Sunday, August 23, 2009

Freedom. Real Freedom

When I hear or think of the word "freedom" the scene from Braveheart comes to mind, where William Wallace (played by Mel Gibson) is being tortured in an effort to make him renounce his freedom movement. While in excruciating pain, he signals his tormentors that he wants to talk. They bow down in front of his face to hear what they hoped would be a statement of capitulation. To their chagrin, Wallace screams to the top of his lungs, a long drawn-out rally to “FREEDOM!”

I could probably write at length about the feelings I have for freedom. I will just shorten those feelings to this: I would hope that I would have the personal integrity and strength to stand-up for freedom should it come to a point that we Americans should once again need to shed a tyrannical government.

For the moment though, I just want to tell you about the dream I remembered from last night. It spoke of one of the many aspects of freedom.

I found myself in a small farming community somewhere in the Midwest. There are many dieing towns with populations of less than one-thousand souls here in Nebraska. I suspect I had moved to one of them, for some reason. I needed a place to stay but the only place available was a small house in which three other people were living. As I walked into the rear door of the house, I found myself immediately in the kitchen. The old linoleum floor was cracking, and pieces of it were flaking. The floor was mushy under the feet, and it creaked with every step I took. There was a smell of musty damp wood. The refrigerator was an ancient gas refrigerator that clunked and clanked as it turned on. The stove was an old gas stove with the heavy iron grid work where the pots and pans would sit. The oven door did not have a glass viewing port. The clock on the stove had long since stopped from the grease and dirt clogging the workings and causing the motor windings to burn up. The ceiling was dingy from grease and dirt that had never been washed. There were no tables or chairs, but at the opposite end of the kitchen, in what should have been the dining area, was a dirty dark couch—my bed.

To the left of the entry way was a dark, short hallway leading to the two bedrooms. A large window nearly covered one wall of the kitchen. The window was covered by a filthy white, thin see-through curtain. The window was not a window to the outside; showed into one of the bedrooms. The occupants of the bed in that bedroom watched me through the curtain. The foot of the bed, was in fact, level with the base of the window and shoved flush against the window.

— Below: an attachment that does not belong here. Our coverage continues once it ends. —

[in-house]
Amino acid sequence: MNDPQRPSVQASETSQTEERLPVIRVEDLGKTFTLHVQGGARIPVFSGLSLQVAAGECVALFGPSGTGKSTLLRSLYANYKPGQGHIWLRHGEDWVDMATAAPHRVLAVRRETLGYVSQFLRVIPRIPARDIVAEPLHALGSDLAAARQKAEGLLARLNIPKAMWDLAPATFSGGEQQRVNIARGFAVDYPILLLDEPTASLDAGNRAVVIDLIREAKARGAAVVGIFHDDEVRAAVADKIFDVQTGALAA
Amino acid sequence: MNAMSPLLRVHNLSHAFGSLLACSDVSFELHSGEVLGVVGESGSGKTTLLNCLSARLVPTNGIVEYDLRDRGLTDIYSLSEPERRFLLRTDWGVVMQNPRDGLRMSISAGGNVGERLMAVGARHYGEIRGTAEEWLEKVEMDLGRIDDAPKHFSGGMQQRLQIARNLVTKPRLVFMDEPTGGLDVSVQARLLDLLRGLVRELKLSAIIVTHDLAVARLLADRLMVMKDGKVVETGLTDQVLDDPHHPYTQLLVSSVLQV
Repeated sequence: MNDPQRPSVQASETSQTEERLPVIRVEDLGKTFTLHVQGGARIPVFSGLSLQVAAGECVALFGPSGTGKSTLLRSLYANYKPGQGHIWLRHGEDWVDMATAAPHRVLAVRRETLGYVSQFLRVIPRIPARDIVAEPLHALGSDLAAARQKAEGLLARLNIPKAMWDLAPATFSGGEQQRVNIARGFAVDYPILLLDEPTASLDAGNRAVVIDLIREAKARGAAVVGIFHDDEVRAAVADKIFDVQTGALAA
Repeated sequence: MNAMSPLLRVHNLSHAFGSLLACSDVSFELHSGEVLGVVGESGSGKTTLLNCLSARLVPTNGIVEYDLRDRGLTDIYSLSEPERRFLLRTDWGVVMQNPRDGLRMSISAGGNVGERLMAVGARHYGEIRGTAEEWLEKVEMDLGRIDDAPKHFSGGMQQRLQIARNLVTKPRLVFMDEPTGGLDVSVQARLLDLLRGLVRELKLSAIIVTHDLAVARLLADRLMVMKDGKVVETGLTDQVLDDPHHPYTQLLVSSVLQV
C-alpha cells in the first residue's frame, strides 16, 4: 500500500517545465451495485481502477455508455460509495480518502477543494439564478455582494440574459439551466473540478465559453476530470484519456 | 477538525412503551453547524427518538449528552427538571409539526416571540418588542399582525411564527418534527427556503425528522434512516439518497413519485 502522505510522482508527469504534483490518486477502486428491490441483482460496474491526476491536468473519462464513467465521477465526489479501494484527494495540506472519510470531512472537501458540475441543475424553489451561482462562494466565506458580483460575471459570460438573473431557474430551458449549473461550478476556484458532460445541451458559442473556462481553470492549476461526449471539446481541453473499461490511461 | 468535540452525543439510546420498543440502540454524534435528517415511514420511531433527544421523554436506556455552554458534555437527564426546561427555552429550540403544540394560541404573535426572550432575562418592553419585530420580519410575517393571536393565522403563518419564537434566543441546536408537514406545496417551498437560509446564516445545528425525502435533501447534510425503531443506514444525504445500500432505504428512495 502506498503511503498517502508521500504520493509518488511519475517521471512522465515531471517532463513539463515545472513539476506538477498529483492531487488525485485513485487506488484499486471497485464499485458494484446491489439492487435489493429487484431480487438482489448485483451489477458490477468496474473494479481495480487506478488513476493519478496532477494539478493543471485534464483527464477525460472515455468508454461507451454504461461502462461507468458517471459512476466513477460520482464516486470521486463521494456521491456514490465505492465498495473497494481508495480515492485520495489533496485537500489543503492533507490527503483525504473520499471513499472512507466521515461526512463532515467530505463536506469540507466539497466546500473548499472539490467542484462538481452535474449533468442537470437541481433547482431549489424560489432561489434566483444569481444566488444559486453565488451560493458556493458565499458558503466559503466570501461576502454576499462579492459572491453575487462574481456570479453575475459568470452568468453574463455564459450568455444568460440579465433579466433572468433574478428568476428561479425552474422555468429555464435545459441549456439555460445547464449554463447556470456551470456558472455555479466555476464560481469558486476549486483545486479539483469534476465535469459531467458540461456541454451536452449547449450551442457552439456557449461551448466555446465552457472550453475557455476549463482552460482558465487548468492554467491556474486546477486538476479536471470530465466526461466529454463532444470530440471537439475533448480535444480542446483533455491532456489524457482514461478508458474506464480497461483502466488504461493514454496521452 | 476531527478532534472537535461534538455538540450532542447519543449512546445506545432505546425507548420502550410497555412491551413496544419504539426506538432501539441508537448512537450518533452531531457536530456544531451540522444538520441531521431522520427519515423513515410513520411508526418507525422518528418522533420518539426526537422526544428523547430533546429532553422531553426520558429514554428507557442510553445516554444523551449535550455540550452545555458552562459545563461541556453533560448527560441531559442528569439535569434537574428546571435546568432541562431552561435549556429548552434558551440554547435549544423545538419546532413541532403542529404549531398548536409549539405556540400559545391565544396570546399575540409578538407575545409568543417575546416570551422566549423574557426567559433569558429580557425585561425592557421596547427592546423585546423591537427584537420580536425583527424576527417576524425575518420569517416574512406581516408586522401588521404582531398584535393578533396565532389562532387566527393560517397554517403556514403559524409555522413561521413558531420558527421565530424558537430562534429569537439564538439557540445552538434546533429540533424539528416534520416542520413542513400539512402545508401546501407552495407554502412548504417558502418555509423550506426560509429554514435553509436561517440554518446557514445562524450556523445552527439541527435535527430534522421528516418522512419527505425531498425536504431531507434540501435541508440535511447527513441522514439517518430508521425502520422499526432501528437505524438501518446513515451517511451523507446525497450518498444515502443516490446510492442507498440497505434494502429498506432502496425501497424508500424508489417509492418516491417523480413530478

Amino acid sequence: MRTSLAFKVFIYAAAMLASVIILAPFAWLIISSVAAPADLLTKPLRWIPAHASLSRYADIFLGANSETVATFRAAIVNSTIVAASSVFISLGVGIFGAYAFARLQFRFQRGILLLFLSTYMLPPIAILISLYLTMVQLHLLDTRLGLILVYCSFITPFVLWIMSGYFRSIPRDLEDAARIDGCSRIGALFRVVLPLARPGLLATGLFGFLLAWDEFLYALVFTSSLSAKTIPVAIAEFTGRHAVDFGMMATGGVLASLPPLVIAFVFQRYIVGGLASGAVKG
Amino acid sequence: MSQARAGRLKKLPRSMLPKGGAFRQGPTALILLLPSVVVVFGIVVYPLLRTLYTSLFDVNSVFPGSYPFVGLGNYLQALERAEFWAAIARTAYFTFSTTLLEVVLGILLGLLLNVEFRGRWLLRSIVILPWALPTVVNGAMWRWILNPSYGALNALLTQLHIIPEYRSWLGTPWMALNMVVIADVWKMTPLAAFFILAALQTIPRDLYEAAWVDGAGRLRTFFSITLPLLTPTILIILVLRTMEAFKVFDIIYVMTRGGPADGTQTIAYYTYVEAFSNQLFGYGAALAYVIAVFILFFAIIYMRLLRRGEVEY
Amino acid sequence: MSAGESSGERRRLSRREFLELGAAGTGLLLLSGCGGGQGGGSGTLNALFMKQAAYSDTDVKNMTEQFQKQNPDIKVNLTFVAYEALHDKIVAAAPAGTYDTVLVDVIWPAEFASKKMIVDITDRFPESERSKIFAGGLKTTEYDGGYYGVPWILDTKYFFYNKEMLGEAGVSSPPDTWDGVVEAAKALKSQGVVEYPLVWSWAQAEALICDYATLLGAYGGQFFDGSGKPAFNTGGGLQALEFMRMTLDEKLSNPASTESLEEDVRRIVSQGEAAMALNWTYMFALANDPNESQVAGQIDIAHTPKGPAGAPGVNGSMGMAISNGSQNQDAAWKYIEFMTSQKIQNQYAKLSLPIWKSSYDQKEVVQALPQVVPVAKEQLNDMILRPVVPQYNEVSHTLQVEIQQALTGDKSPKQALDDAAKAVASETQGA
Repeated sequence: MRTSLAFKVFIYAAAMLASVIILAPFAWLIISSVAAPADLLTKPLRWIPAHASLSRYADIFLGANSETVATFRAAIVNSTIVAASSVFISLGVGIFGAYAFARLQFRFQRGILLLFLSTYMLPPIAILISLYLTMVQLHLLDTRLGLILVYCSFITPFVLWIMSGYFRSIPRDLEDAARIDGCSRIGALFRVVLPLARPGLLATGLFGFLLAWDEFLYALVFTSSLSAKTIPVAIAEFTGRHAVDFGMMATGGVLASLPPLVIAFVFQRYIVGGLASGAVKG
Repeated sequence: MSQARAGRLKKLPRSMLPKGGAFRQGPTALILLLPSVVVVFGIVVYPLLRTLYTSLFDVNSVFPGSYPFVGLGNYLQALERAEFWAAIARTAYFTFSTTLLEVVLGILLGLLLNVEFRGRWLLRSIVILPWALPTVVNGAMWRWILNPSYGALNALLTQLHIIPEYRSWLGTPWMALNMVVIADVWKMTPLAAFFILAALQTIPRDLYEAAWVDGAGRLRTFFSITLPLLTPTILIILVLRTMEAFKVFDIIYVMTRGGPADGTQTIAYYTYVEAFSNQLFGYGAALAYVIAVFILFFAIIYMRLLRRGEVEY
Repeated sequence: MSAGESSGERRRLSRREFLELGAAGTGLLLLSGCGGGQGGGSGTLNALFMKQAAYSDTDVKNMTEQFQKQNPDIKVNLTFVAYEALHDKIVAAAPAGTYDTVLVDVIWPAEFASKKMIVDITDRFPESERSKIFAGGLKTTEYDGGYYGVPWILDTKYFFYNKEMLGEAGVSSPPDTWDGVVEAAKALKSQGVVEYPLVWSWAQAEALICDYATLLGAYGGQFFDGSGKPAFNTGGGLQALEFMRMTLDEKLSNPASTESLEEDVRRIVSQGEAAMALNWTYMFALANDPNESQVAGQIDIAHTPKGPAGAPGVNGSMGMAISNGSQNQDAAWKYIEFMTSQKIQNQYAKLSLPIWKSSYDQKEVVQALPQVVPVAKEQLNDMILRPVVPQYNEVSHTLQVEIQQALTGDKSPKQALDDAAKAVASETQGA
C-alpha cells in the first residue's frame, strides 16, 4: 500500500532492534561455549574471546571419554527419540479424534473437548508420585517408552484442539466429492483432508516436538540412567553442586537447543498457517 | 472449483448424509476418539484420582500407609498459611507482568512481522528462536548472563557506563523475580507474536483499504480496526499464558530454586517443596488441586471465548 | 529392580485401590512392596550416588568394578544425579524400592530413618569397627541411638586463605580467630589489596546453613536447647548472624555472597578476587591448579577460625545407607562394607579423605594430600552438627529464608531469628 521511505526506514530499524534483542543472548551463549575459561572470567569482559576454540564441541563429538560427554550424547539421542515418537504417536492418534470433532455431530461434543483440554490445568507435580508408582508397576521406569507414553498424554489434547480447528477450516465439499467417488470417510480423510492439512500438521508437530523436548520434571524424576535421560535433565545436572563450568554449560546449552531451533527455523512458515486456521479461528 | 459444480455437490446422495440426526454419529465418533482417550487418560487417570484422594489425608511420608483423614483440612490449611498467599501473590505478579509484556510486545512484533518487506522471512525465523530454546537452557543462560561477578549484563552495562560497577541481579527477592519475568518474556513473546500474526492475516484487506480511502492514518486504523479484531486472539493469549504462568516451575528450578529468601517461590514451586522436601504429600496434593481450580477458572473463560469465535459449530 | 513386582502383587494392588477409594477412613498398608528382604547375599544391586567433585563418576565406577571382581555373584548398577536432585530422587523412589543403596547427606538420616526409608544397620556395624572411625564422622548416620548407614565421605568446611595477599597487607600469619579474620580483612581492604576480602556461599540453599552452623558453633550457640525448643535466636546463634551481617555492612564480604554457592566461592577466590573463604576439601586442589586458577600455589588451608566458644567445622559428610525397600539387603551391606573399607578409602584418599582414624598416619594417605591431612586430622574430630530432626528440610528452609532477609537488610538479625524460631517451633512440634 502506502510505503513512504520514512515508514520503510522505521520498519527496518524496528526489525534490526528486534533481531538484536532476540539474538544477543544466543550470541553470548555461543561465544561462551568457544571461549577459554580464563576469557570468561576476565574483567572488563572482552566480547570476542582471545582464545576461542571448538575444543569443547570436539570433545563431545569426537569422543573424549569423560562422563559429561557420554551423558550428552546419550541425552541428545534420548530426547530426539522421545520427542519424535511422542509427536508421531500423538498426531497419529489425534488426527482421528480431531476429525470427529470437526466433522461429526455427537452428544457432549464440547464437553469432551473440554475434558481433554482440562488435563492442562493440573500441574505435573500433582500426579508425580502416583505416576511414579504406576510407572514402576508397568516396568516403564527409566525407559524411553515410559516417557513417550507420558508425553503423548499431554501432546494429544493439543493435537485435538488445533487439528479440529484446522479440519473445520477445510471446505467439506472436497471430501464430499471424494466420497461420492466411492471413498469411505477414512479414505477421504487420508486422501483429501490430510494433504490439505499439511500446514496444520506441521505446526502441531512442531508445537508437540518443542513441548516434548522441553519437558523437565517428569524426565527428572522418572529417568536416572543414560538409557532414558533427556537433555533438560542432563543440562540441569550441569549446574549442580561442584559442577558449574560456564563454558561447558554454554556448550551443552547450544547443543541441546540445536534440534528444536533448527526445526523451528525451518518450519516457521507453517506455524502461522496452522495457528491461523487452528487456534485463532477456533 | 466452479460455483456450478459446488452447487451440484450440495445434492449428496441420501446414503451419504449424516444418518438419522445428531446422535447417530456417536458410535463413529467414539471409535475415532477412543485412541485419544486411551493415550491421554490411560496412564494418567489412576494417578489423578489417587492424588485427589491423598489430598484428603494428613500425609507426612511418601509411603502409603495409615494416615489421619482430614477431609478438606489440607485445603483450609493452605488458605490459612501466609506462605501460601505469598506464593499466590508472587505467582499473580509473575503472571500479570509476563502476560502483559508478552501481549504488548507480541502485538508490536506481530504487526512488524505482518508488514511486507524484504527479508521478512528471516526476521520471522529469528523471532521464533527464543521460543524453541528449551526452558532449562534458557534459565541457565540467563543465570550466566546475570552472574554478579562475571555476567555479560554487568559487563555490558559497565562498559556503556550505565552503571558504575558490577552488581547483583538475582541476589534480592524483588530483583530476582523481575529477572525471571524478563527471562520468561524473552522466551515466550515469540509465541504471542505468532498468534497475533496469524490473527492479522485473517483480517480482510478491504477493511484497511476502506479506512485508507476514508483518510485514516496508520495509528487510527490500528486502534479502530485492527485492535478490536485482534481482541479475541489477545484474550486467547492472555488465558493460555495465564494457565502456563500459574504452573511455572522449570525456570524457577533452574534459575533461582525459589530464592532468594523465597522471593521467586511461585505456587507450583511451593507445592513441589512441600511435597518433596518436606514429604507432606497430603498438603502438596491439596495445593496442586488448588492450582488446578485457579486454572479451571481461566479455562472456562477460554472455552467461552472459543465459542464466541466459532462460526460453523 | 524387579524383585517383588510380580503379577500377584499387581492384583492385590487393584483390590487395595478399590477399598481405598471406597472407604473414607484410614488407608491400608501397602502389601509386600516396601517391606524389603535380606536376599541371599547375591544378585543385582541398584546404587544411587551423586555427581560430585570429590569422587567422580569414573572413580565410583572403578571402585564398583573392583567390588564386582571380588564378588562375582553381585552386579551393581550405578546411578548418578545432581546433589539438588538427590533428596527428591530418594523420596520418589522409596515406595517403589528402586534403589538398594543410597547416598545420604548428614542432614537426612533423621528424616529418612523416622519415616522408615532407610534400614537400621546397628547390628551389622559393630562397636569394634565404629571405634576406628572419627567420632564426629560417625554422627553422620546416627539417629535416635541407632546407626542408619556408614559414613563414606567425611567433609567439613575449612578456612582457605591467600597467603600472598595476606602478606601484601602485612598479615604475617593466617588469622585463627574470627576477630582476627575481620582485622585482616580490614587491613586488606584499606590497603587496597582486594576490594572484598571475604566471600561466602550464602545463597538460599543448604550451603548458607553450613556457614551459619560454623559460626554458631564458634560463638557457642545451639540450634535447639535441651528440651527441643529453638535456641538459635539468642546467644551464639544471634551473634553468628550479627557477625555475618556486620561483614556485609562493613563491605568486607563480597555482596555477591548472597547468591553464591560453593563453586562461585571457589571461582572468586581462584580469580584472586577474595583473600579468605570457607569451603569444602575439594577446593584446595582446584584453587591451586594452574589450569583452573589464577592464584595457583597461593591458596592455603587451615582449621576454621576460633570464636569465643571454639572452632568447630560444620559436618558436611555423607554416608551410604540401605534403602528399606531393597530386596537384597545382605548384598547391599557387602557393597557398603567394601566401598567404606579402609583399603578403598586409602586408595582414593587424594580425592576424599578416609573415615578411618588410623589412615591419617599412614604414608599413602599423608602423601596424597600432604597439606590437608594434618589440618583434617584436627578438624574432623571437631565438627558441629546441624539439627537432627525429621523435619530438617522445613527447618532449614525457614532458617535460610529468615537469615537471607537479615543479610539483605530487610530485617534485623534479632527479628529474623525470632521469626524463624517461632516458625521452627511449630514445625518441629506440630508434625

The two women dressed in night apparel lay on their bellies, actively watching me, giggling and whispering to one another, knowing that I could see them as well as they could see me. I sensed from them an attitude of arrogance with a question of whether or not I would be able to live in those conditions, with them always able to see everything I did in that end of the kitchen. I would have absolutely no privacy in that house. The two women kissed each other and waited for a reaction from me. I threw my backpack on the couch. I felt the challenge from them, and an attitude which said, “We are free to do whatever we want. We have no shame. Can you take it?”

One of my dogs barked, waking me from the dream. I laid in the recliner trying to make sense of the dream. I'm not sure if the dream made sense, really, but it started my thoughts on freedom. My character in the dream lived an open life. Having no privacy was somewhat of an annoyance, but I had nothing to hide; I did not do anything that would bring negative judgments on me. The situation was tolerable.

The two women, while they felt they had freedom, flaunted their life-style in defiance. The truth be known, they were not free at all. They could not change their life if they wanted to, because they had become slaves to their lifestyle, flaunting it in an attempt to say they had made a choice and therefore were free. The arrogance was a way to cover the fact that they no longer had choices.

Is it true then, that a man who lives in good conscience is a truly free man?

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